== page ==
The Osage Nation made sure their presence was deeply felt at the 96th Academy Awards last night. Several Osage members attended the ceremony, supporting history-making Best Actress nominee Lily Gladstone, and some took the stage to perform the Oscar-nominated song, “Wahzhazhe (A Song for My People).” Many can remember the six-minute track from the last scene of “Killers of the Flower Moon.”

While the rendition was beautiful, it was meaningful in more ways than one. As one X user noted, it was illegal for Native Americans in the U.S. to practice and express their religious ceremonies prior to the passage of the American Indian Religious Freedom Act in 1978.

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Another noted that “The symbol of having Native musicians and singers on the Oscars’ stage performing a song in Osage is quite incredible.” Watch a part of the performance here:

Osage Nation tribal member and low-income-housing director Scott George composed “Wahzhazhe (A Song for My People),” which was nominated for Best Original Song alongside tracks by stars like Billie Eilish and Mark Ronson. George, who has performed traditional Osage music for decades, told The Hollywood Reporter, “Our music is probably thousands of years old. For it to be recognized maybe for the first time ever, it’s overwhelming in that sense.”

mitú spoke to Osage member Christopher Côté, who served as language consultant on “Killers of The Flower Moon,” to talk about the tribe’s major presence at this year’s Academy Awards.

“Killers of The Flower Moon” language consultant said “the Osage presence made the film great”

Côté, who attended Academy Awards events this year like the Apple Original Films Oscars celebration, told mitú: “The Oscars was an amazing experience.”

“I’m proud of all of the work that we as Osage people did to make ‘Killers of the Flower Moon’ possible,” he added. “The Osage presence made the film great. It is something I’ll always remember.”

The language consultant also spoke about George’s meaningful composition for the film, “Wahzhazhe (A Song for My People).” Côté stated, “The song written and performed by Scott George is profound.”

“[It] is the same fashion as the songs I grew up dancing to at our ceremony, called ‘Ilonschka,'” he recalled. As per AAA Native Arts, the Osage Nation’s ‘I-Lon-schka’ are drum ceremonies where members dance as a community. While the name literally means “playground of the eldest son,” this kind of ceremony may take on a spiritual significance for members.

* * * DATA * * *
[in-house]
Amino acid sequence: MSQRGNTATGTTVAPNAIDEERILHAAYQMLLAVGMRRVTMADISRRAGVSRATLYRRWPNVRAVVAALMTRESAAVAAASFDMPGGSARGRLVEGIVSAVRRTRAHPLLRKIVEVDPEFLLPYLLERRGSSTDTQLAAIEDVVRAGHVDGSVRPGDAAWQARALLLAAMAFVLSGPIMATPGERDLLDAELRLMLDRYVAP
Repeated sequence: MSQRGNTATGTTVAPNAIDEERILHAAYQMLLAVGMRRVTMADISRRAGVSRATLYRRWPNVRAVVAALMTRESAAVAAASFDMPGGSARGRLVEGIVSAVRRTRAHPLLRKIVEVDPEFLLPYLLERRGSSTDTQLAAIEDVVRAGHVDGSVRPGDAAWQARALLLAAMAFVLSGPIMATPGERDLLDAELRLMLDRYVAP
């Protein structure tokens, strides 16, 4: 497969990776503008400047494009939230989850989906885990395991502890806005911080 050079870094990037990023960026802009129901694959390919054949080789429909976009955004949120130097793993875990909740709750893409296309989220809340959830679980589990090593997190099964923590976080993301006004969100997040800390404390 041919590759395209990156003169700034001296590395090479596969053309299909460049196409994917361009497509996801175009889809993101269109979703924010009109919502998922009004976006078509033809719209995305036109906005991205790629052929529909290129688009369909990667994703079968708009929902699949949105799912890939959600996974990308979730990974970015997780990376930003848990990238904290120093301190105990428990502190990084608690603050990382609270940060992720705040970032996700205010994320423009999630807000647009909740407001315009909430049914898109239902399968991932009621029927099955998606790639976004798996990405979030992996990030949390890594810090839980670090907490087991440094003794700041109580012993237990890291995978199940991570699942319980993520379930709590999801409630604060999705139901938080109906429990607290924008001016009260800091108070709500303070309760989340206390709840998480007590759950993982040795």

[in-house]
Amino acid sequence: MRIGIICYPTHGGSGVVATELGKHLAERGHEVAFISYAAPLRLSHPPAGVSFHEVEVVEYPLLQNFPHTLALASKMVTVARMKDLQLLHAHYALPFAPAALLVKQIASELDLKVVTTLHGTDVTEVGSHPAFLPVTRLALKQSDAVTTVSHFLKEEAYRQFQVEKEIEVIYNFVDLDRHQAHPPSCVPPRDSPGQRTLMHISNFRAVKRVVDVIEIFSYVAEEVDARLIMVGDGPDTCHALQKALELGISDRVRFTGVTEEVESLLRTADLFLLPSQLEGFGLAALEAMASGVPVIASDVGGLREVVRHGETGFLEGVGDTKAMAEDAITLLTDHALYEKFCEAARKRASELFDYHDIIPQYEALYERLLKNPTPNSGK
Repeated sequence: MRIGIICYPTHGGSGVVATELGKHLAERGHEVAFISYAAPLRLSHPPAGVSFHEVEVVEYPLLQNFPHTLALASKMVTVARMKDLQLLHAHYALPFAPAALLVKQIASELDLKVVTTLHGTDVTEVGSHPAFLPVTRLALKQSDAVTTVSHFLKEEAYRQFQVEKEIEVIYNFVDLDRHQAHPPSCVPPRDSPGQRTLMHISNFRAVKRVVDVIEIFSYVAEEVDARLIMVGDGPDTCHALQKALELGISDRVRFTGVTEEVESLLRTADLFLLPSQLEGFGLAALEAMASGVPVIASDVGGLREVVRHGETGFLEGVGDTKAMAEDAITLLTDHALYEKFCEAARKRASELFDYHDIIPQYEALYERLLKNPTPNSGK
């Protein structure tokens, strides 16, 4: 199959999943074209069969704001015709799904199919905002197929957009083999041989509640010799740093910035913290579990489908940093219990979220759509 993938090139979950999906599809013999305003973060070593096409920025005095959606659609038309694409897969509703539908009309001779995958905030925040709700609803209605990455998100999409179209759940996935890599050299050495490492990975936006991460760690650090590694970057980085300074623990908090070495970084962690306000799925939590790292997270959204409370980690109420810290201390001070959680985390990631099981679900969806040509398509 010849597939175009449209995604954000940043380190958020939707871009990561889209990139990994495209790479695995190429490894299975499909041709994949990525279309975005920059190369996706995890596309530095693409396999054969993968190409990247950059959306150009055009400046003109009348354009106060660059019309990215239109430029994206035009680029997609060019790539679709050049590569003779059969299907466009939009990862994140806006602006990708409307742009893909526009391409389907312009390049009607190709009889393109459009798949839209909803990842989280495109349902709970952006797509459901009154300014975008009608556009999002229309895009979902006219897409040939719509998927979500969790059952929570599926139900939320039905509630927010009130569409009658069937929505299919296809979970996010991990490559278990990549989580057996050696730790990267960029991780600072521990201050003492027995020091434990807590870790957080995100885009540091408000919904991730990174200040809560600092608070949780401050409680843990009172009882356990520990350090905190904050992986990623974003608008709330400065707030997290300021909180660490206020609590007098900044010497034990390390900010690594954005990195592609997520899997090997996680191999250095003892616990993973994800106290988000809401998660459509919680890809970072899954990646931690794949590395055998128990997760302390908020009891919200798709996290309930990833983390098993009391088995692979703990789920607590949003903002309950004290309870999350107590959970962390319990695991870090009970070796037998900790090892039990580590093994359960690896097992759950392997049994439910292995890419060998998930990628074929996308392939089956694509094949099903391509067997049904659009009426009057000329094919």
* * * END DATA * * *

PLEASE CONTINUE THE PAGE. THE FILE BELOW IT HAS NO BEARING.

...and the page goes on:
As Côté shared with us, the lyrics of the Oscar-nominated song “Wahzhazhe (A Song for My People)” translate to: “All the Osage stand up, God made this.”

Oscar nominee Scott George spoke about his “intention” behind the song

Composer George explained to The Hollywood Reporter that director Martin Scorsese personally requested a song from him for the movie’s last scene.

In fact, Scorsese felt particularly inspired after attending an Osage Nation ceremonial dance. However, George stated there was a slight issue with using his tribe’s music: “Because that’s our ceremonial [music], we didn’t know how we were going to deliver that. We don’t really allow cameras in there.”

So, his solution was to make a completely new song, one that served a variety of purposes. “Our intention was… after the movie’s over, we could use it to honor our own people whenever something comes up,” George stated.

“We’re going to place this song on the drum, which means it’s public at that point, that anybody can sing it,” he added.

Moreover, when speaking about what the song means to him, George told KOCO News 5: “From my heart, I want to say that my people have suffered through all of this… I want you to stand up. I want you to be proud and acknowledge the fact that God got us here, got us this far.”

He also hopes that people begin to listen to the Osage Nation’s music more.

“I’ve been singing for over 40 years. All my life, I’ve always tried to introduce people to it,” he stated. “If somebody were to give it a little time to get used to it, they might come to understand it a little bit better.”

Here is the full version of George and several Osage singers performing “Wahzhazhe (A Song for My People)” at the Oscars: